Anomaly Detection Through System and Program Behavior Modeling
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Various vulnerabilities in software applications become easy targets for attackers. The trend constantly being observed in the evolution of advanced modern exploits is their growing sophistication in stealthy attacks. Code-reuse attacks such as return-oriented programming allow intruders to execute mal-intended instruction sequences on a victim machine without injecting external code. Successful exploitation leads to hijacked applications or the download of malicious software (drive-by download attack), which usually happens without the notice or permission from users. In this dissertation, we address the problem of host-based system anomaly detection, specifically by predicting expected behaviors of programs and detecting run-time deviations and anomalies. We first introduce an approach for detecting the drive-by download attack, which is one of the major vectors for malware infection. Our tool enforces the dependencies between user actions and system events, such as file-system access and process execution. It can be used to provide real time protection of a personal computer, as well as for diagnosing and evaluating untrusted websites for forensic purposes. We perform extensive experimental evaluation, including a user study with 21 participants, thousands of legitimate websites (for testing false alarms), 84 malicious websites in the wild, as well as lab reproduced exploits. Our solution demonstrates a usable host-based framework for controlling and enforcing the access of system resources. Secondly, we present a new anomaly-based detection technique that probabilistically models and learns a program's control flows for high-precision behavioral reasoning and monitoring. Existing solutions suffer from either incomplete behavioral modeling (for dynamic models) or overestimating the likelihood of call occurrences (for static models). We introduce a new probabilistic anomaly detection method for modeling program behaviors. Its uniqueness is the ability to quantify the static control flow in programs and to integrate the control flow information in probabilistic machine learning algorithms. The advantage of our technique is the significantly improved detection accuracy. We observed 11 up to 28-fold of improvement in detection accuracy compared to the state-of-the-art HMM-based anomaly models. We further integrate context information into our detection model, which achieves both strong flow-sensitivity and context-sensitivity. Our context-sensitive approach gives on average over 10 times of improvement for system call monitoring, and 3 orders of magnitude for library call monitoring, over existing regular HMM methods. Evaluated with a large amount of program traces and real-world exploits, our findings confirm that the probabilistic modeling of program dependences provides a significant source of behavior information for building high-precision models for real-time system monitoring. Abnormal traces (obtained through reproducing exploits and synthesized abnormal traces) can be well distinguished from normal traces by our model.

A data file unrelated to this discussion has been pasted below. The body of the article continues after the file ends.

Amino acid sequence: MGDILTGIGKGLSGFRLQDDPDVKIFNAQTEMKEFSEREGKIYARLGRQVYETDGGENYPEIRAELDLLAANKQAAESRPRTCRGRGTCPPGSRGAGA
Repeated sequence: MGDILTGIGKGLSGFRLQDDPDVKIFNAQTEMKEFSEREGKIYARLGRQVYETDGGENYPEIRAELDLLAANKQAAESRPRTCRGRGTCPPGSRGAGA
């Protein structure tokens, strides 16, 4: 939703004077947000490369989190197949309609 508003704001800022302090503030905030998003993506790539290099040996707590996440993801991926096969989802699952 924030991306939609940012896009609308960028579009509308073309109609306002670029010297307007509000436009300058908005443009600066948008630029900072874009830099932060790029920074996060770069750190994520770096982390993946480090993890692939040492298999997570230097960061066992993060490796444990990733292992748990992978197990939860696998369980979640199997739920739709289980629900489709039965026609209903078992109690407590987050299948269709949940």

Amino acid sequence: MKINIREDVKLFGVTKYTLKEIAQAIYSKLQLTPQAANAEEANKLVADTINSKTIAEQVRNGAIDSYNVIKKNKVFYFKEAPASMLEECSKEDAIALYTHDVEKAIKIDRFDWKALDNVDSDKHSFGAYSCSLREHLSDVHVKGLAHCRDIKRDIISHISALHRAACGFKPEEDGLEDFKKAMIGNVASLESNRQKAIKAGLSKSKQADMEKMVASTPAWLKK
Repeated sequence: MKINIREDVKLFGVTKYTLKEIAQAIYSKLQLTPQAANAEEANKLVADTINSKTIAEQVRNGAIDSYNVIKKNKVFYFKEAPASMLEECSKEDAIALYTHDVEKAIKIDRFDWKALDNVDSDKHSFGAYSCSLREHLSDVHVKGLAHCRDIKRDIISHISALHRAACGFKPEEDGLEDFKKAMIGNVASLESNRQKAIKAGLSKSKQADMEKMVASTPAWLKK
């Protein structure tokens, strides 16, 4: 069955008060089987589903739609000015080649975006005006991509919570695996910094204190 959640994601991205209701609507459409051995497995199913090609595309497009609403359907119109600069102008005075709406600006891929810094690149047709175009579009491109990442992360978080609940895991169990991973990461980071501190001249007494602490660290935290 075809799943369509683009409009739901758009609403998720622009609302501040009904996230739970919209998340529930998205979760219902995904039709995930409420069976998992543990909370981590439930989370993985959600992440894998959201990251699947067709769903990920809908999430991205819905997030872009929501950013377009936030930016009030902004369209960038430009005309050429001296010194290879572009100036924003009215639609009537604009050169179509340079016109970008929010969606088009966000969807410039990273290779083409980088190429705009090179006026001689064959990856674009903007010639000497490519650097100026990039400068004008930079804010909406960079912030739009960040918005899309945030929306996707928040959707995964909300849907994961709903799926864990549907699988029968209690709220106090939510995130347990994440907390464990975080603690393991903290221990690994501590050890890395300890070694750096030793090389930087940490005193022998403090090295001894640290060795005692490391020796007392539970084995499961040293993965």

- Doctoral Dissertations